Americans in my age group and thereabouts love them some Radiohead. Hence I am always hesitant to point out that I hate those callow Englishmen. I did two weeks ago. The backlash was immediate, albeit not as strong as I expected:
Well, you're a drummer in a metal band, so your music taste is understandably crippled. I suppose I can give you a pass.
Snap. On the other hand, anyone who would describe my former band as "metal" has just the kind of saccharine tastes that lead one to exalt Radiohead. Oh, it's on now.
Seriously though, I get this a lot. So let me explain.
Honestly, there's nothing objectionable about Radiohead. They are a perfectly average group of musicians making perfectly dull, inoffensive music. There is nothing wrong with them. I find it nearly impossible to imagine someone responding to Radiohead with "Oh God, I can't listen to this horrible racket!" It's the kind of thing young people can listen to while in a car with their parents without offending either.
My first objection, then, is a simple matter of personal taste. I tend to hate things that fit the preceding description. One could say that I am deeply offended by inoffensiveness. I don't hate their music; I hate that they are so boring, so unoriginal, and so predictable. If you are a Rock Musician and the parents of your fans "get" your music – or perhaps even like it – you are doing something wrong. Take a risk. Piss someone off. Hurt someone's ears. Challenge people. Don't just keep churning out boilerplate that makes people say "Oh, how nice." Bands that everyone can find a way to like are, by definition, forgettable.
"But Ed," the script reads, "that is your personal taste. Many people feel quite strongly about Radiohead and consider their music to be profound, not to mention exciting and groundbreaking." Which brings me to the second point: it bugs the hell out of me when people (including professional "critics" who, in an ideal world, would know better) go apeshit for mediocrity.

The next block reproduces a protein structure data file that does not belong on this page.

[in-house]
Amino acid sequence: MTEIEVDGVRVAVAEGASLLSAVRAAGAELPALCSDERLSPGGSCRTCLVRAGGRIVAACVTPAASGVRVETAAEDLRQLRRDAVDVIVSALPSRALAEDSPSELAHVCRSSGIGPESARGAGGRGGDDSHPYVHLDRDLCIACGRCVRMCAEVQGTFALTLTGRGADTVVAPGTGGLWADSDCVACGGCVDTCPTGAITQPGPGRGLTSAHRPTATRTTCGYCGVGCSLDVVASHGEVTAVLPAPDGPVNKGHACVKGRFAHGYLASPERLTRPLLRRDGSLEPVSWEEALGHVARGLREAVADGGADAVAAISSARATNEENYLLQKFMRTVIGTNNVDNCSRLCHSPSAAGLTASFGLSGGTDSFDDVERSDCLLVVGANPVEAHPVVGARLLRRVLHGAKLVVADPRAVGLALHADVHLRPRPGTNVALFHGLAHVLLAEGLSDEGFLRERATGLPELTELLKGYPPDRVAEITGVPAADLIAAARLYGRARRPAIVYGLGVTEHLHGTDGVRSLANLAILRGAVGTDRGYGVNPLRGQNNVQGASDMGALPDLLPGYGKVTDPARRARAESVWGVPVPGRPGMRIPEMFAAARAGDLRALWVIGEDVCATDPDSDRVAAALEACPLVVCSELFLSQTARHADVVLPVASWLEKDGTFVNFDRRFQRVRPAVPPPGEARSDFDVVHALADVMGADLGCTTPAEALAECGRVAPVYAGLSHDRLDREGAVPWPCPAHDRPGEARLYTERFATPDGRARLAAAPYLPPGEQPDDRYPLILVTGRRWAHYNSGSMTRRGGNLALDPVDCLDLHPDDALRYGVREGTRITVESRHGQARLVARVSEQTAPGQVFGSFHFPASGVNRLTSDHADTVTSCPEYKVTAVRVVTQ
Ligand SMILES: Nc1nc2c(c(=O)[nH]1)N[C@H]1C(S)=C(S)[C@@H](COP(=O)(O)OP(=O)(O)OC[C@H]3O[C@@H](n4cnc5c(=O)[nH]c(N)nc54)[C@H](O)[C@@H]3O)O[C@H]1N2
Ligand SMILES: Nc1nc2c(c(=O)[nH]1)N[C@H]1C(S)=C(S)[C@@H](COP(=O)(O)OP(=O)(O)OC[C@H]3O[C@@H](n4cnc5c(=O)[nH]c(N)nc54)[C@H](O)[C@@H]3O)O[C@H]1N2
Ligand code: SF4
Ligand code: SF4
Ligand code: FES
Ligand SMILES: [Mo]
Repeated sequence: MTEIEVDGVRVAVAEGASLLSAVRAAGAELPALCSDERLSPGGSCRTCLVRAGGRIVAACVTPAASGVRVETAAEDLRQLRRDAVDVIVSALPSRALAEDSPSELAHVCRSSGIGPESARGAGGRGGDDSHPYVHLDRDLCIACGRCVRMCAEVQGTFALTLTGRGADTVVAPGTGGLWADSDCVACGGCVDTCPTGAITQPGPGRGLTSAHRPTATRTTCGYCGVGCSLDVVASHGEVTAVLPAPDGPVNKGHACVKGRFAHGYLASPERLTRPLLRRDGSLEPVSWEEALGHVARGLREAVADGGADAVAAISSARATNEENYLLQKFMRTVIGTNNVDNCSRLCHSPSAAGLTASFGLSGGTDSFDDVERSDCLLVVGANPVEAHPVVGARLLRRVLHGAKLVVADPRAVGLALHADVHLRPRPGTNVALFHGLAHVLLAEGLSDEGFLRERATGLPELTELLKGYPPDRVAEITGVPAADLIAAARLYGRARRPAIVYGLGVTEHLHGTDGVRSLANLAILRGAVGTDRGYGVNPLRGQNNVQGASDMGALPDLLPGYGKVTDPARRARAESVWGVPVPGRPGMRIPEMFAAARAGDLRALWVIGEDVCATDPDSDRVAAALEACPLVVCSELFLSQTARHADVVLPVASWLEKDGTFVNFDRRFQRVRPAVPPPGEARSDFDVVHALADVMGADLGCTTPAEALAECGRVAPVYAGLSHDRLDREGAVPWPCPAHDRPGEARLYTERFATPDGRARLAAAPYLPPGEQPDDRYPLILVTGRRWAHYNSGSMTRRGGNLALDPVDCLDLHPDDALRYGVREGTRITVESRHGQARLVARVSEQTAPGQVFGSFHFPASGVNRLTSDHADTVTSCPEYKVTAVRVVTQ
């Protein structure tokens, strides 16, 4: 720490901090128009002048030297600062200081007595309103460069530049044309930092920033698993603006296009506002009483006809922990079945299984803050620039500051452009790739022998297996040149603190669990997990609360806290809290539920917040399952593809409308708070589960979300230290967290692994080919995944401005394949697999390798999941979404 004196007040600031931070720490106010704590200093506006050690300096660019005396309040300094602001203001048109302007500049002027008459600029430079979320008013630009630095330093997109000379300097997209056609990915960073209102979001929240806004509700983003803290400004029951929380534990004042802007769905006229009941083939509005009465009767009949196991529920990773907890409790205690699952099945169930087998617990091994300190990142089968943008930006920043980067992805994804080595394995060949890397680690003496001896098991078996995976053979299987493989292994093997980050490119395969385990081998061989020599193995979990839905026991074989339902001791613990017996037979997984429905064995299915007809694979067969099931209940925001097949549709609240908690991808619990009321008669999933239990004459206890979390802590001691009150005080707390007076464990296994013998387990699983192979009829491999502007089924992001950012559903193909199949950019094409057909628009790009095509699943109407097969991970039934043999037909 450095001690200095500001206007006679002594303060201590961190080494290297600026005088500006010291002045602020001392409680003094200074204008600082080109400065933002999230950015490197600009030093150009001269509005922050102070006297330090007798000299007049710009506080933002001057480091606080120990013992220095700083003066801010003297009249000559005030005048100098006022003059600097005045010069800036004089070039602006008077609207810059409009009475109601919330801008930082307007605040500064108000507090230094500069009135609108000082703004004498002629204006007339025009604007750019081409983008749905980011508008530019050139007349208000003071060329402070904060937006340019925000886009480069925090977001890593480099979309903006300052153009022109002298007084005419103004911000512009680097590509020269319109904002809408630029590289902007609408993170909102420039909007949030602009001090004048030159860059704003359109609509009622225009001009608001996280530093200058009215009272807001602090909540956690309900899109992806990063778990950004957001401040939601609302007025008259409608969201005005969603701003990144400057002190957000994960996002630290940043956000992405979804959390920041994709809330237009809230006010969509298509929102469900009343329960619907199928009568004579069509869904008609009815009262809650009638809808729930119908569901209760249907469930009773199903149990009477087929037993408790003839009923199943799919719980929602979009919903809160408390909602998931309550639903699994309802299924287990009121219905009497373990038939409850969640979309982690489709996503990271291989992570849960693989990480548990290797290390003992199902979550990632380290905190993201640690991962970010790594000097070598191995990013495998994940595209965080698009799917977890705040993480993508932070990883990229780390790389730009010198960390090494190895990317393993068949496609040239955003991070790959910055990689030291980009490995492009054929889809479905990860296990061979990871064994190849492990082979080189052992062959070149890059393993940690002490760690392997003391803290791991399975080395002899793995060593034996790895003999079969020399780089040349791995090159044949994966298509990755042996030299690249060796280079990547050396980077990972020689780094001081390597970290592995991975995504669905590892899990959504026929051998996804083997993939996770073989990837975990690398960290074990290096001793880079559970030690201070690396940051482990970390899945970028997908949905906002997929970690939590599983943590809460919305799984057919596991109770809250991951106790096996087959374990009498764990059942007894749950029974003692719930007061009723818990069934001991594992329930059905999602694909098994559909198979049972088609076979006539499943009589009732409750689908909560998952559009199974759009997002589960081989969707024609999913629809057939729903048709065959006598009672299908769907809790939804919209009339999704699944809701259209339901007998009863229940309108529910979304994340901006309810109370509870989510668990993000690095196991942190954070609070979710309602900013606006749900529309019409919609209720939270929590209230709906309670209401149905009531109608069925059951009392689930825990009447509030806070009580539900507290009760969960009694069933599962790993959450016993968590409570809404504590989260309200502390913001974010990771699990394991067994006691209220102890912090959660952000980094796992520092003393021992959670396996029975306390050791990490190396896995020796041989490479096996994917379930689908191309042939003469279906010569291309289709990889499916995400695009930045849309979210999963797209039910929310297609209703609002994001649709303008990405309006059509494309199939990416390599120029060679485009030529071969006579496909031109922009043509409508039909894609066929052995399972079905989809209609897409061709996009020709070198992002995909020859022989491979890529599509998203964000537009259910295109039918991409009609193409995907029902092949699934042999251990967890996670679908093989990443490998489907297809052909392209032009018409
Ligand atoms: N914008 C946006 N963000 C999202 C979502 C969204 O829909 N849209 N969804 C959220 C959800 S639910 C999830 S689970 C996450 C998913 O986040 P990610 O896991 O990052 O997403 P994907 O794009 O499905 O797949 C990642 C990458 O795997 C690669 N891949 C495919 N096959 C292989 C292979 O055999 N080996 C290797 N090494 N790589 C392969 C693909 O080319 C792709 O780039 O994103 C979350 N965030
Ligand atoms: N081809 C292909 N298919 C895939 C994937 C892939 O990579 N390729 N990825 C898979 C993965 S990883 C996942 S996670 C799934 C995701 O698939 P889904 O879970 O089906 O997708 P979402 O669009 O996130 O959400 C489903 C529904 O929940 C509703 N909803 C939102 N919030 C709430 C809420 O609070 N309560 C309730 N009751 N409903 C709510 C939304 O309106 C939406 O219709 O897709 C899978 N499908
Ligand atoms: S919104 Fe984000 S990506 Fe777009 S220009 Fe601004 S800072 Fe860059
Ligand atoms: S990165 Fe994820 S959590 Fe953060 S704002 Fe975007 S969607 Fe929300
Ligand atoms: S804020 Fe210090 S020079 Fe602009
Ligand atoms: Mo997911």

This is not Radiohead's fault, per se. They cannot control the way people react to them. But imagine listening to someone breathlessly tell you that Good Will Hunting is not only their favorite film but quite possibly one of the greatest films of all time. Can you imagine anything sadder?
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Good Will Hunting is just a sappy, mediocre pile of cliches destined to be a staple of the in-flight movie circuit. To think that someone would have such terrible taste and watch so much garbage that Good Will Hunting would look like an amazing work of art in comparison is depressing. This is how I feel when I read or hear someone go on and on about the greatness of Radiohead. And sweet merciful christ do you people (that's a royal You) love to go on and on about the greatness of Radiohead.
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In my mind it is a damning commentary on the state of music today – at least the mainstream kind – that Radiohead is "great" or "innovative" or "revolutionary" or any of the other terms obsequiously heaped upon them by fans and critics alike. Compared to Puddle of Mudd or Grizzly Bear, yes, Radiohead is amazing. Compared to anything above the lowest common denominator they are not. If Radiohead blows your mind, you have done a particularly poor job of exposing yourself to music that does not appear on FM radio. To me, being amazed by Kid A is merely an indication that a person has never listened to Brainiac.
So that's my beef with Radiohead. Their music is perfectly adequate, and hence I have no interest in it. Though it's not the band's fault, I am powerfully turned off by seeing and hearing people crap their pants over something so predictable and unremarkable. No offense if you love them; I just think that with a little effort you could avail yourself of things that make Radiohead sound pedestrian in comparison. I feel this way about a lot of things and it's not a popular viewpoint. But if all of my viewpoints were popular – perhaps inoffensive – you wouldn't have much interest in reading, would you?